China is no stranger to contemporary architecture that boggles the mind or appears to side-step common sense, from an LED-lit horseshoe in Huzhou to a glowing teapot in Wuxi. But in 2016, China's State Council released guidelines forbidding
the construction of "bizarre" and "odd-shaped" buildings lacking character or cultural heritage, shifting their focus to the "economic, green and beautiful."
Newly unveiled plans for Liuzhou Forest City, designed by the Italian firm Stefano Boeri Architetti
to be built in southern China, certainly seem to fit the bill. The 342-acre, self-contained neighborhood will comprise more than 70 buildings -- including homes, hospitals, hotels, schools and offices -- all of which will be covered with 40,000 trees and almost a million plants. Eventually, up to 30,000 people could call the Forest City home.
"(This is) the first experiment of the urban environment that's really trying to find a balance with nature," firm principal Stefano Boeri said on the phone from Milan.
The plant life is expected to absorb almost 10,000 tons of carbon dioxide and 57 tons of pollutants per year, and produce 900 tons of oxygen a year, while also decreasing the air temperature and providing a new habitat for displaced wildlife. Solar panels on the roofs will collect renewable energy to power the buildings, while geothermal energy will power air-conditioning, adding to the project's green appeal.
Underneath the trees, the building's curvilinear shape will channel what Boeri calls the "poetics of architecture" to become "a place where nature is flowing."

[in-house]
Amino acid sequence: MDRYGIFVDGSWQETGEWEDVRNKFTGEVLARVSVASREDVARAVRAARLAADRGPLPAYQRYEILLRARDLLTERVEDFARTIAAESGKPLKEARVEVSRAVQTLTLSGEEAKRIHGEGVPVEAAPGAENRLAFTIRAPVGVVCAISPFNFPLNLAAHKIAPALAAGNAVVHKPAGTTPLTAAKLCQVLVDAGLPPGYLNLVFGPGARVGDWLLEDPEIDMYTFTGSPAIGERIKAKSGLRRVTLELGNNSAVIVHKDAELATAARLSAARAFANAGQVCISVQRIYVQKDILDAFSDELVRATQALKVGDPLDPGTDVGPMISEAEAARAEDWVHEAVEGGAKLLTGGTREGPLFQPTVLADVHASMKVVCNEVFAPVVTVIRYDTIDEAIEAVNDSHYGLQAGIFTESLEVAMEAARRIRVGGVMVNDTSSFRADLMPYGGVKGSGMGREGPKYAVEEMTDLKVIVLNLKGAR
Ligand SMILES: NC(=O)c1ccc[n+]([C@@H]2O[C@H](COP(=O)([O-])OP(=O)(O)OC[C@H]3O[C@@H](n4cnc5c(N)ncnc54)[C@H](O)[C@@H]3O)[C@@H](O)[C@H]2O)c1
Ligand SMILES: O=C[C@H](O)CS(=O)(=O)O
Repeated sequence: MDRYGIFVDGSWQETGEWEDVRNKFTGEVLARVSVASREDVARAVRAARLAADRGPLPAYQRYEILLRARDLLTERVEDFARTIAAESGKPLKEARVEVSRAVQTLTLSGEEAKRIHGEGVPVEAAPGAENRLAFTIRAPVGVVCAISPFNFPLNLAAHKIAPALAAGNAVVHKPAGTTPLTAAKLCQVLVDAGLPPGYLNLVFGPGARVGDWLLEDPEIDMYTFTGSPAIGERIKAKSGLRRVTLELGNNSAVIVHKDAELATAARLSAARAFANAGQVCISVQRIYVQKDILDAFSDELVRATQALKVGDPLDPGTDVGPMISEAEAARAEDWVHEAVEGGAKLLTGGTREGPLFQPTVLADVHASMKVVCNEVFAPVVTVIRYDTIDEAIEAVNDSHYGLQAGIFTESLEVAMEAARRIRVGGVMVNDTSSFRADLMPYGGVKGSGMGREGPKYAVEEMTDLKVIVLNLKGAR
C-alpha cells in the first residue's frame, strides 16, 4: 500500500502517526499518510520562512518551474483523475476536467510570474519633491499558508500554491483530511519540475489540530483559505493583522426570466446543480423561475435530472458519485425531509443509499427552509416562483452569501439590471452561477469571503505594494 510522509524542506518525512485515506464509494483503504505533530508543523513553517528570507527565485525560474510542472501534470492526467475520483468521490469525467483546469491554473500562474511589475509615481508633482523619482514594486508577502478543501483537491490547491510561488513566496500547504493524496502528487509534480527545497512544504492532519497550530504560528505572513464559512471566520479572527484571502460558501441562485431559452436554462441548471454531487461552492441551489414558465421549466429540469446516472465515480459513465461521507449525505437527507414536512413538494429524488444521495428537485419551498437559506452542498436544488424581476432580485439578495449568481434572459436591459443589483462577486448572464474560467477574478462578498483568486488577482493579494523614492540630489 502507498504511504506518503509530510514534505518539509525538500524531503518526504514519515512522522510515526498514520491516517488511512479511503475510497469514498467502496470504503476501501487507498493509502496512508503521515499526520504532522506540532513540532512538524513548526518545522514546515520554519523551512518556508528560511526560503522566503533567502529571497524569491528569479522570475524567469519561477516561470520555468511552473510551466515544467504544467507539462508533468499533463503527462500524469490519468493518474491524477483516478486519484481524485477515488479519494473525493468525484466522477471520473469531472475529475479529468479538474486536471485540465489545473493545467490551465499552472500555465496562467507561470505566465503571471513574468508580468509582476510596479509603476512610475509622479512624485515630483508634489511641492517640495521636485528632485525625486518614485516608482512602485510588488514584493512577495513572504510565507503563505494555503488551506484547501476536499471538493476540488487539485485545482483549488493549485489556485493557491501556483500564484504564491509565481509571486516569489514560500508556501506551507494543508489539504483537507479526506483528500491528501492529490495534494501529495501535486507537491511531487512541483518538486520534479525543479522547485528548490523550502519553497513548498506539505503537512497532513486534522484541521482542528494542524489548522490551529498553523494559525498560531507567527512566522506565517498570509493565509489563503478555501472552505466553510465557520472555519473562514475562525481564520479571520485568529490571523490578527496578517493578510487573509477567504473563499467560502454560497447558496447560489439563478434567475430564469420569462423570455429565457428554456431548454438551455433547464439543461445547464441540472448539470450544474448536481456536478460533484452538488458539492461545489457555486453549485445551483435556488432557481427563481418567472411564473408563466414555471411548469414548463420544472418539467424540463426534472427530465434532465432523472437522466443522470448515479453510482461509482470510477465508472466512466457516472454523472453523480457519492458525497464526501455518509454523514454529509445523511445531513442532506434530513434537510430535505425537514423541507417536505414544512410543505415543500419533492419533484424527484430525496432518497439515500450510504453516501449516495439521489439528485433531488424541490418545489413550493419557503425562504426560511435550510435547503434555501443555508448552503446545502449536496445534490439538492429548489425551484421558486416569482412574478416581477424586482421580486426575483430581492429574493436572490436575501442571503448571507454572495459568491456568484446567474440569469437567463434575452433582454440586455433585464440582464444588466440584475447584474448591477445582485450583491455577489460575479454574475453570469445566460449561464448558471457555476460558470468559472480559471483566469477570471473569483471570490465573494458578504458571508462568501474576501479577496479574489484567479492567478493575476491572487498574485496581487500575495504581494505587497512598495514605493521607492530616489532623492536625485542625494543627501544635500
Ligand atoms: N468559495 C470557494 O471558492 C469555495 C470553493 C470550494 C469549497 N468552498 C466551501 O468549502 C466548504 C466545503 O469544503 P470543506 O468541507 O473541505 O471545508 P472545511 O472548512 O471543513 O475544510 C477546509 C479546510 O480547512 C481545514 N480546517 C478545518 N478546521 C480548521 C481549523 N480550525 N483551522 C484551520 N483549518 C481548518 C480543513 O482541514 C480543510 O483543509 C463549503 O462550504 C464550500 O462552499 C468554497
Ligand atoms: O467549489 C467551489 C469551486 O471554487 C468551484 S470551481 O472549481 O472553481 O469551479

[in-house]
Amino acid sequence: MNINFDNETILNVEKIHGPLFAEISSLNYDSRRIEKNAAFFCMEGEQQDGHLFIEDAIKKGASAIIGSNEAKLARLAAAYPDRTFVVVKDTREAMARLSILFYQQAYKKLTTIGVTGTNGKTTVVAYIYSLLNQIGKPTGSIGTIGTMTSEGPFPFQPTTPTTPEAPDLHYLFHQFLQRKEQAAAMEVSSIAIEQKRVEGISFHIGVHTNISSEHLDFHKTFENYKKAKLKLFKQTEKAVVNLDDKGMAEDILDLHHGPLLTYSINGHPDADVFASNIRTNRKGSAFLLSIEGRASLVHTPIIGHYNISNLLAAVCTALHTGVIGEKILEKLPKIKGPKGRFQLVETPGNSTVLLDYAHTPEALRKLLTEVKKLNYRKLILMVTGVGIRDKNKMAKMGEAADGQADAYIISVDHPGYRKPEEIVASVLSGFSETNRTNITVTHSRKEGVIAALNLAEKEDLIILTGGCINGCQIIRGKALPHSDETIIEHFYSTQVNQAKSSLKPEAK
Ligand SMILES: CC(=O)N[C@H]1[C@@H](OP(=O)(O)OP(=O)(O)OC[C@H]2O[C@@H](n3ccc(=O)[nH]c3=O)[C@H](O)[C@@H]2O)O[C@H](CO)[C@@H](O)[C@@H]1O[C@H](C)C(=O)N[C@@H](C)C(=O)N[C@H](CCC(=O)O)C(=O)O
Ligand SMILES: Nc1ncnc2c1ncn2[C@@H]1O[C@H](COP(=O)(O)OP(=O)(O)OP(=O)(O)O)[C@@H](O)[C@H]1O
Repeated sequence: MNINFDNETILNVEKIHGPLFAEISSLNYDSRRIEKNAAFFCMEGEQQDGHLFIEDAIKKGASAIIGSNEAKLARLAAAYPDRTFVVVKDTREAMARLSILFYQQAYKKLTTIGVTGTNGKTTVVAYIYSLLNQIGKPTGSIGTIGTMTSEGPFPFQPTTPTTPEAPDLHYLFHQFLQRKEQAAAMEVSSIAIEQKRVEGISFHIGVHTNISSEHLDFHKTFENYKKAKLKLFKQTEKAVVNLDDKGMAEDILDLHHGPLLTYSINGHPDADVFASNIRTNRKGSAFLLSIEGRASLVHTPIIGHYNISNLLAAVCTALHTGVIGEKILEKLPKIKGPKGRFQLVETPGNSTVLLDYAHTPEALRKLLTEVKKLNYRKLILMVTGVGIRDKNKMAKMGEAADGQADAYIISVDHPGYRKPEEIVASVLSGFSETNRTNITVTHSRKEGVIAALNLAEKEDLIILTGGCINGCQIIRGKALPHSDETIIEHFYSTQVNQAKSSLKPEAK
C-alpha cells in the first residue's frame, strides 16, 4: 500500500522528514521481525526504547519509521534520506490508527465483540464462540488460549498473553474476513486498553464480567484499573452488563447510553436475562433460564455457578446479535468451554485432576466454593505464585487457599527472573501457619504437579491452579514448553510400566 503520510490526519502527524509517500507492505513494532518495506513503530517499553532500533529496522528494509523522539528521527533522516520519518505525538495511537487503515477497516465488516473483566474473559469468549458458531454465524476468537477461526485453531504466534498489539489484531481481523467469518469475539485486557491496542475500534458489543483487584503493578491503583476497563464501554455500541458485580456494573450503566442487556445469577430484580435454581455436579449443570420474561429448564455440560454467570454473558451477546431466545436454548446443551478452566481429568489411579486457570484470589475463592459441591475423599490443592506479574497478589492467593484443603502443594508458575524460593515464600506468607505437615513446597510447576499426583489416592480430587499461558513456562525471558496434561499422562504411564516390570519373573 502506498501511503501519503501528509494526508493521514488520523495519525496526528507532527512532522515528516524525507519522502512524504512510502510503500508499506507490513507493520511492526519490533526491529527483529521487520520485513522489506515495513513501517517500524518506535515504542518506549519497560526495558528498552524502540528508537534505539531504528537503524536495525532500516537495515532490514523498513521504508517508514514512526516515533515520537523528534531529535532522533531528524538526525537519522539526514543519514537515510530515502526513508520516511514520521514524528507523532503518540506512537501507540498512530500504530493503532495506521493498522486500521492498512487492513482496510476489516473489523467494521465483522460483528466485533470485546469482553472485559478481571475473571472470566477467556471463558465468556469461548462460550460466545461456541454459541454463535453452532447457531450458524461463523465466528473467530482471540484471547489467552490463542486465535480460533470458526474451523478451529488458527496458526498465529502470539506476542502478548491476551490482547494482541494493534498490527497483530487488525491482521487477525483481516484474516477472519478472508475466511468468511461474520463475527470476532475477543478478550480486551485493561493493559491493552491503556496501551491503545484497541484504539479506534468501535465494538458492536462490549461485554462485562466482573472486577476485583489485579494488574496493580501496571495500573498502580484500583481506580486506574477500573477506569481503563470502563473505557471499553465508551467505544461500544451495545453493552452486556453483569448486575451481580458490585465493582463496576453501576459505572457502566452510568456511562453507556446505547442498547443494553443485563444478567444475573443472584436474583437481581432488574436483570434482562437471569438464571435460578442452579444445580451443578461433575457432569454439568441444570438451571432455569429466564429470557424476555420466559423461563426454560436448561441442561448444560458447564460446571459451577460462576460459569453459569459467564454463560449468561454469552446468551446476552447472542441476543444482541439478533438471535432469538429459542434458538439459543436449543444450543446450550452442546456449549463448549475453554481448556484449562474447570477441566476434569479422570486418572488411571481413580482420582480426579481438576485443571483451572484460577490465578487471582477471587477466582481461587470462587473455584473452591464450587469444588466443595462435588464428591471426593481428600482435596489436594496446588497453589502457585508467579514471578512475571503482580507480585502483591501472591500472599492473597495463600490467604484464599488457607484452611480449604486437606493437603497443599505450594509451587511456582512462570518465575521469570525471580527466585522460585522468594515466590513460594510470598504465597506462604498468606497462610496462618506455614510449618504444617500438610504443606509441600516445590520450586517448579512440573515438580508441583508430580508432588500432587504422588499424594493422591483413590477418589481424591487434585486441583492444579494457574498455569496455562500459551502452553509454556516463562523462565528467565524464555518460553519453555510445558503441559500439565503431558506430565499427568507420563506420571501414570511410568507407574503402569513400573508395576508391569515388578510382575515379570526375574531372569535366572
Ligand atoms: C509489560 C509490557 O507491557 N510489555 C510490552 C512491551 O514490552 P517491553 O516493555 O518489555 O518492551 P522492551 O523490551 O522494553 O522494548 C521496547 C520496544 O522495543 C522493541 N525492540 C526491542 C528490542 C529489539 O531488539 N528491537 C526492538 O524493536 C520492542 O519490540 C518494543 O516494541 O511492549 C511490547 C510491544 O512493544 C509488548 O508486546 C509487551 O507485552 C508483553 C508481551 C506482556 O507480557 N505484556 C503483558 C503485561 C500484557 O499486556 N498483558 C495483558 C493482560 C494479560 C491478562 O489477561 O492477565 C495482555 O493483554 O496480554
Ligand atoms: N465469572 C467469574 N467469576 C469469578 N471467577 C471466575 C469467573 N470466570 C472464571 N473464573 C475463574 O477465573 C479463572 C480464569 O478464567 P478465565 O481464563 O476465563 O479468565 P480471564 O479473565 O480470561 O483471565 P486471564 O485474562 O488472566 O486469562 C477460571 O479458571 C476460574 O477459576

1/14 – Is this the end of ambitious Chinese architecture?
For years, China has been an architect's playground, with lucrative funding and interest in foreign 'starchitects' giving rise to imaginative buildings. In 2016, China's State Council released new urban planning guidelines. According to the document, "odd-shaped' buildings" -- or "bizarre architecture that is not economical, function, aesthetically pleasing or environmentally friendly" would be forbidden in the future. The document follows a 2014 call by Chinese President Xi Jinping for less "weird architecture" to be built. Credit: courtesy wanda group
The project comes on the heels of Stefano Boeri Architetti's Vertical Forest, two residential towers in Milan covered in the equivalent of five acres of forest. Completed in 2014, they remove 30,000 to 35,000 pounds (15 to 17.5 tons) of soot from the air each year, according to Boeri, meeting his team's expectations.
"We started to imagine if it was possible to create an urban environment created from many of these vertical forests," Boeri said. China, he said, provided the perfect backdrop for such an ambitious project.
"We've seen what's happening (in terms of pollution) in Beijing and Shanghai, but at the same time, China has to create to cities" to accommodate the population, he said. Indeed, the Chinese government announced last year that it planned to move two million people
from remote villages into cities by 2020 in an attempt to alleviate rural poverty, and as a show of modernization.
But while the Liuzhou Municipality Urban Planning Bureau has approved the plan, the project's completion is a long way off. Construction is set to begin in 2020, Boeri said there is still a lot of planning and research required before a projected completion date can be set. He remains, however, optimistic about the project, and confident in its aim.
"I really think that bringing forests into the city is a way to reduce climate change," he said.